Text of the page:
- Edwards Releases Senate Fundraising Totals
- Academics Say Higher Education Prepared Them for Higher Office
- Top Races to Watch in 2016: The Mountain Region
- Top Races to Watch in 2016: New England
- Top Races in 2016: The Midwest
With the special election just eight days away, the leader of the Tea Party Express will be on the ground in New York's 26th district to denounce what the national organization is calling “tea party fraud.”
The well-financed national group, which played a central role in a handful of high-profile Senate elections last fall, will host two press conferences Monday with local officials and its leader, Amy Kremer.
The Tea Party Express' involvement is not a surprise: The group has been airing radio ads to influence the May 24 special election for weeks. But the on-the-ground support signals a more significant role for the group in a contest that has surprised the political class in New York and on Capitol Hill for being far closer than it was supposed to be.
GOP nominee Jane Corwin, an independently wealthy state lawmaker, was largely expected to dominate the race, held in what may be the Empire State's most conservative district. But the candidacy of deep-pocketed third-party candidate Jack Davis, who will appear on the ballot on the Tea Party line, has gotten in the way. Recent polling suggests that he's draining support from Corwin, giving Democrat Kathy Hochul, the Erie County Clerk, a chance to pull off an upset.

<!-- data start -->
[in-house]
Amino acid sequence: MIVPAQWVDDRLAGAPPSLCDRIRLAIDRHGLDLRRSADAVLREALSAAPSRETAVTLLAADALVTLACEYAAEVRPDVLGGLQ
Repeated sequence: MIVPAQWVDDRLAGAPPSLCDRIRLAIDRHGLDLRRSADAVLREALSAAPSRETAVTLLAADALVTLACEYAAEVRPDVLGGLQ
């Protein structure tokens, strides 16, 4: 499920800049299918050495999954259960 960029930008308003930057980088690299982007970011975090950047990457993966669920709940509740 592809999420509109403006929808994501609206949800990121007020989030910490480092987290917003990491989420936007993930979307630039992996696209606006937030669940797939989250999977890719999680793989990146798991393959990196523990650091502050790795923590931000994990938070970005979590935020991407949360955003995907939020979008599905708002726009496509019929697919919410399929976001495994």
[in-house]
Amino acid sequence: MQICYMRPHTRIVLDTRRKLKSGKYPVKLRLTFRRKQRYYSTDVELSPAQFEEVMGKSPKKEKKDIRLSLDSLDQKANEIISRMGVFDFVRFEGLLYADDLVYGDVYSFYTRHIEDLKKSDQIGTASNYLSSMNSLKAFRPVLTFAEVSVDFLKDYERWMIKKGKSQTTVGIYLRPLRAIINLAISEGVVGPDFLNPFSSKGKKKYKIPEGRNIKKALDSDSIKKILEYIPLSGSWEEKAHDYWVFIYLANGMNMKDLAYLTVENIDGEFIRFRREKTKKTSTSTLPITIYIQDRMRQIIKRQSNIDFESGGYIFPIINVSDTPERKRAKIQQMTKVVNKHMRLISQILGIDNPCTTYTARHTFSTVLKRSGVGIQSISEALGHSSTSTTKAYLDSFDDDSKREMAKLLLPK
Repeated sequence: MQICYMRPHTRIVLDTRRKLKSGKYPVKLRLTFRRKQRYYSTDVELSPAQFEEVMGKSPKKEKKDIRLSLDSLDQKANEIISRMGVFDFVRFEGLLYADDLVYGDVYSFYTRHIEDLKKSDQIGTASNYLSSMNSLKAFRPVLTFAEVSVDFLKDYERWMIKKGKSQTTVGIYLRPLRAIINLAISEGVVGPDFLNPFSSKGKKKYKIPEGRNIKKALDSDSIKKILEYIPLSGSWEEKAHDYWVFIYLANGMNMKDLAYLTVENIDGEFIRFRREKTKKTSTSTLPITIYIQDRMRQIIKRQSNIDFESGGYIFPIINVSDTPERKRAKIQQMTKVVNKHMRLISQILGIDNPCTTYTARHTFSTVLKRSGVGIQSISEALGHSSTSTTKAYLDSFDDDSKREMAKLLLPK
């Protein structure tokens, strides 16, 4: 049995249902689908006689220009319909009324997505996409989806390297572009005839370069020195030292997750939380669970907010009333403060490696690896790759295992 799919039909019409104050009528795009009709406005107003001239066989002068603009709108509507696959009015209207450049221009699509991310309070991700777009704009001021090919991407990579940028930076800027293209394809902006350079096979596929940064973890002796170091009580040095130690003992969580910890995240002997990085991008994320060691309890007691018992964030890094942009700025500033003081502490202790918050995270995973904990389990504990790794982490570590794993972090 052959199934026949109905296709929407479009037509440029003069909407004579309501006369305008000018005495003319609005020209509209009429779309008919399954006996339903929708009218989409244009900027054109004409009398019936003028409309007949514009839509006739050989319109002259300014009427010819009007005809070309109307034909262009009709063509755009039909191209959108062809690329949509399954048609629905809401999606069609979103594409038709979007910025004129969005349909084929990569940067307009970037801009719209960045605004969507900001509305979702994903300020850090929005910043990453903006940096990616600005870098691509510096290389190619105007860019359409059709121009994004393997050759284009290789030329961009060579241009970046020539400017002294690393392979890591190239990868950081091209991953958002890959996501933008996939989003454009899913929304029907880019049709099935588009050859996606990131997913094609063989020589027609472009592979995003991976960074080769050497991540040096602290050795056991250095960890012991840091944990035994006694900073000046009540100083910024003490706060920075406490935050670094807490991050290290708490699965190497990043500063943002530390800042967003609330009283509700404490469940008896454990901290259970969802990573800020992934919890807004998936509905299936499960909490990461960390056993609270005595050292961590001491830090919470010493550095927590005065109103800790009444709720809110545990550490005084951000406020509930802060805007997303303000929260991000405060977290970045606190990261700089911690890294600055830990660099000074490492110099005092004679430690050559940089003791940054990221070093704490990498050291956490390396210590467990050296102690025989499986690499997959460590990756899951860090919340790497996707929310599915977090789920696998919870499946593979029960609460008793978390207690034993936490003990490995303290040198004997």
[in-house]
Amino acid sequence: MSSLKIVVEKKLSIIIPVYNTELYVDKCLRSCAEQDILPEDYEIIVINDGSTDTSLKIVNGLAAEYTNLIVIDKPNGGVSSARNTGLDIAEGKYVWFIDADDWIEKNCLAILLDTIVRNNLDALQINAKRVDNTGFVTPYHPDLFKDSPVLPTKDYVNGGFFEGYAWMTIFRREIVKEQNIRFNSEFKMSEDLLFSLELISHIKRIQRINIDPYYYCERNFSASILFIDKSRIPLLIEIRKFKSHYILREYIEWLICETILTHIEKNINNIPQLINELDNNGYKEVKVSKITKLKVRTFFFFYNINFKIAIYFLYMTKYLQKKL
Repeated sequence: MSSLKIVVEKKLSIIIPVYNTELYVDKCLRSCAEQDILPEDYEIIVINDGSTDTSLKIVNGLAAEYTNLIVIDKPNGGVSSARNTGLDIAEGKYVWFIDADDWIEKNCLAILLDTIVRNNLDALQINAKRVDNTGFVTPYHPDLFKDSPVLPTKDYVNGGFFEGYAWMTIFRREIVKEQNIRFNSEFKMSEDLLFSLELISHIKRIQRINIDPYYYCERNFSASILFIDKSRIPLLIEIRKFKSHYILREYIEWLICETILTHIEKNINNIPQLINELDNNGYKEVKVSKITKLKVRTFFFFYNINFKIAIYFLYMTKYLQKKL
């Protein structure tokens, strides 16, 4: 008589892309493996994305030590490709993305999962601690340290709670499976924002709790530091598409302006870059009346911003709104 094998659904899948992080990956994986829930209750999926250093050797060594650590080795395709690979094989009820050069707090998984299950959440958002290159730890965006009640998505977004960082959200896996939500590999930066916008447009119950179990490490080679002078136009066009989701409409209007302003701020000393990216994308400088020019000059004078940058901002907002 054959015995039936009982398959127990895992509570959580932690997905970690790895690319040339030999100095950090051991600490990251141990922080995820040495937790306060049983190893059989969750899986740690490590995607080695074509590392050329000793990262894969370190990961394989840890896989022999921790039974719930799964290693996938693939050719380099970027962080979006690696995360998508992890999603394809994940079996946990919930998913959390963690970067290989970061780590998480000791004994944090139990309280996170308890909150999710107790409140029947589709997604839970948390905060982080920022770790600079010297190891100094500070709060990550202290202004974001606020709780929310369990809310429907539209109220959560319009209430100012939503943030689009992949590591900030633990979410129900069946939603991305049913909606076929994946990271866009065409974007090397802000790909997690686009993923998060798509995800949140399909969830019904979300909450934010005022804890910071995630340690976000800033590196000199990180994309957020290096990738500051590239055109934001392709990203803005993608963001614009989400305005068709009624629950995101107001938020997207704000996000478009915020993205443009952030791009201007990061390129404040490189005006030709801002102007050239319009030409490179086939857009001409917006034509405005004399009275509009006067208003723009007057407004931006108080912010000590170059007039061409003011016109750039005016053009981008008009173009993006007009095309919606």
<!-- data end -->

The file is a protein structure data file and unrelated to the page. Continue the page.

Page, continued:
At least one local tea party group has been attacking Davis, a Republican-turned-Democrat-turned-Republican, as a tea party fraud for several weeks. American Crossroads, which invested $650,000 on the contest so far, and other outside conservative groups have joined that refrain.
Each party's national campaign committees have also committed at least $250,000 for television advertising.
American Action Network, another major conservative outside group, will begin airing campaign ads as well, according to Politico.
But the Tea Party Express' involvement suggests the beginning of a ground war as well in what has suddenly become an election with national implications symbolically, if nothing else.
“The press conferences will clearly reveal Jack Davis as a big-government supporting liberal who only wishes to split the Republican vote and gain a House seat for Democrats,” reads the advisory released by the Tea Party Express.
Davis, who like Corwin has already loaned his campaign more than $2 million, has consistently slammed the involvement of outside groups as proof that his opponents are part of the "political machine" disconnected from the voters of western New York.